In this method, the unwanted ions (nitrogenous wastes of the body) are removed from the solution (blood). When two solutions are separated through a perforated filter, which allows smaller ions to pass through, are placed together, the large molecular ion tends to stay in the solution due to a lower diffusion rate whereas the lighter one diffuses across the solution.
Gases are diffused on the metal surfaces where they adsorb and react with each other. The rate of diffusion of these gases controls reaction kinetics when in a reaction.
For example, in heterogeneous catalysis, particular conditions of temperature and pressure are required to form ammonia from nitrogen and hydrogen. The reaction is catalyzed by iron.
The following steps are involved in this reaction.
Nitrogen gas and hydrogen gas diffuse to the surface of the iron.
The reactants molecules are chemically adsorbed onto the surface of the iron.
The adsorbed nitrogen and hydrogen atoms react together to form ammonia.
The bonds between the ammonia and the surface of iron weaken and are eventually broken.
Ammonia diffuses away from the surface of the iron.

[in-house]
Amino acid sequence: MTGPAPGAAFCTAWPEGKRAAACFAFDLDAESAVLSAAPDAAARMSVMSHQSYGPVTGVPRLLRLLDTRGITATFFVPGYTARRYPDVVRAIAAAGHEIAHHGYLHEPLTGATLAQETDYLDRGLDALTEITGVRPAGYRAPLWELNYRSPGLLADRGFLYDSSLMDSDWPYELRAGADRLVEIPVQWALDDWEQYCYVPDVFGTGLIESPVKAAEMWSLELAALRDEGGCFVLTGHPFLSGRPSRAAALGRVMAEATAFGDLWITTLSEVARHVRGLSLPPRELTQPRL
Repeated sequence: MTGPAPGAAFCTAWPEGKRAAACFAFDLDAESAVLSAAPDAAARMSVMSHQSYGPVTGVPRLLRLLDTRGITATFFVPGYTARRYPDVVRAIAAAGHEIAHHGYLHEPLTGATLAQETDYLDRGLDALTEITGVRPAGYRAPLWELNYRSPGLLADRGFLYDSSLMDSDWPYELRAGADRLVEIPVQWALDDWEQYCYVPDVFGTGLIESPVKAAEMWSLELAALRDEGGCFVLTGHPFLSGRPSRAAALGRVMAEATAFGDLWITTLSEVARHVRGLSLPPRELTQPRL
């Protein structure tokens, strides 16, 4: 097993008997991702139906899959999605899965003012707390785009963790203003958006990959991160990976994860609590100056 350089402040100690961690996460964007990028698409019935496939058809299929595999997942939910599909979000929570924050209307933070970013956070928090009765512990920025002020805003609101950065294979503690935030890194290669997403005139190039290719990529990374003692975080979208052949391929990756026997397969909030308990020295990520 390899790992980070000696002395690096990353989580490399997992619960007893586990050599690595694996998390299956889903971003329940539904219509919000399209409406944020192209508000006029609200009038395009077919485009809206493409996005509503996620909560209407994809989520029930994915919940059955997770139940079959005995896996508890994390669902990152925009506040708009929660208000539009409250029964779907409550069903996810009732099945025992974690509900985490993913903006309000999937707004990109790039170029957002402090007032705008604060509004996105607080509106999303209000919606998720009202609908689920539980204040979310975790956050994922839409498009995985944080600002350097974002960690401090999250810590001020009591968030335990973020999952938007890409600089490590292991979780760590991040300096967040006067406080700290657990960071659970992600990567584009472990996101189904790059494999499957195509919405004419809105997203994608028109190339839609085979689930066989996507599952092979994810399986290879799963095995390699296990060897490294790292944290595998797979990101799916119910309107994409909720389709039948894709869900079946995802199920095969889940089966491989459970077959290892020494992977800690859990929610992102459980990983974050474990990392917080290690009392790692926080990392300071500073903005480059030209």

Hydrogenation of Vegetable oil
A similar process goes for the hydrogenation of edible oils. The liquid oil is adsorbed along with hydrogen, for the reaction to occur.
Drugs used to treat several tumors and cysts are first investigated by using colored compounds, e.g gelatin through their rates of diffusion. This phenomenon is known as the Drug Modeling Technique.
Can you use Graham’s law of effusion on diffusion?
Both have the same equation but different working principles. Effusion is measured by using vacuumed container and no molecular collision is observed (small hole) whereas, whereas diffusion is the movent of molecules due to a concentration gradient through a large area.
What is the concept of Graham’s law of effusion?
Effusion, Work, and The principle of entropy are the basis of Graham’s law of discussion. When a gas is trapped in a container and is allowed to expand in a vacuumed container, It rapidly moves towards less concentration to increase its entropy.
What gases diffuse the fastest, O2, CH4, CO2, or Cl2?
The rates of diffusion of these gases are as:
CH4 > O2 > CO2 > Cl2
Methane diffuses at the fastest rate because it has the least molecular weight. Similarly, chlorine has the most molecular weight here.
What is the real formula of Graham’s law?
The real formula of Graham’s law is its mathematical form.
r = 1/√M
Which gas diffuses faster hydrogen, oxygen, carbon monoxide, or nitrogen?
Rate of diffusion;
Hydrogen > Nitrogen > Oxygen > Carbon monoxide
The rate of diffusion is inversely proportional to the molecular weight of the given gas. Carbon monoxide being the heaviest gas in these examples has the lowest diffusion rate followed by oxygen, and nitrogen, and then hydrogen gas has the fastest rate of diffusion among them.
- Essential of Physical Chemistry: 2nd edition By B.S Bahl and Arun Bahl
- Cambridge International AS A level Chemistry by Lawrie Ryan and Roger Norris